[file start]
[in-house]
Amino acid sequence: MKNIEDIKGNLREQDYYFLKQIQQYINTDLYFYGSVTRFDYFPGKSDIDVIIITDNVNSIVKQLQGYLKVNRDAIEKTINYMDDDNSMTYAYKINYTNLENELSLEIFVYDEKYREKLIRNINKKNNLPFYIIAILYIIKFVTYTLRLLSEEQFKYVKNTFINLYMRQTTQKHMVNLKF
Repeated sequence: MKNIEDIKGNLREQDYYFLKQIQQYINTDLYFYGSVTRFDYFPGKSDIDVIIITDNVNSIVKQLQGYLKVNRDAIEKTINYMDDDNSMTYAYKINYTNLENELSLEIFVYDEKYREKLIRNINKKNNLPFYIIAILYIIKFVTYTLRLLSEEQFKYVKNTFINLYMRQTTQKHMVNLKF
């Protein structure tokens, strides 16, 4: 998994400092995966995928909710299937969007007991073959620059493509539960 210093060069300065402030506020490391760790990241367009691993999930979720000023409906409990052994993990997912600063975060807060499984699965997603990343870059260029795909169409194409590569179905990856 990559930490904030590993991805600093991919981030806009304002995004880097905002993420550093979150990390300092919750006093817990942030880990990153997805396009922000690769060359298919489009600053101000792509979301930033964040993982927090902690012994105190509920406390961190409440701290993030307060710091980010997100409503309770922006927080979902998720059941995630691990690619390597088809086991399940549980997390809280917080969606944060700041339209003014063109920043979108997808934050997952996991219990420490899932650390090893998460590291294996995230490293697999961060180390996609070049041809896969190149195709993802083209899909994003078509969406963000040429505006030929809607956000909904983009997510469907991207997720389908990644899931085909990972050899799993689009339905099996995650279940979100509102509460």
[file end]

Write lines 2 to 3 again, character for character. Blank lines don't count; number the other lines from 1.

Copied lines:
Amino acid sequence: MKNIEDIKGNLREQDYYFLKQIQQYINTDLYFYGSVTRFDYFPGKSDIDVIIITDNVNSIVKQLQGYLKVNRDAIEKTINYMDDDNSMTYAYKINYTNLENELSLEIFVYDEKYREKLIRNINKKNNLPFYIIAILYIIKFVTYTLRLLSEEQFKYVKNTFINLYMRQTTQKHMVNLKF
Repeated sequence: MKNIEDIKGNLREQDYYFLKQIQQYINTDLYFYGSVTRFDYFPGKSDIDVIIITDNVNSIVKQLQGYLKVNRDAIEKTINYMDDDNSMTYAYKINYTNLENELSLEIFVYDEKYREKLIRNINKKNNLPFYIIAILYIIKFVTYTLRLLSEEQFKYVKNTFINLYMRQTTQKHMVNLKF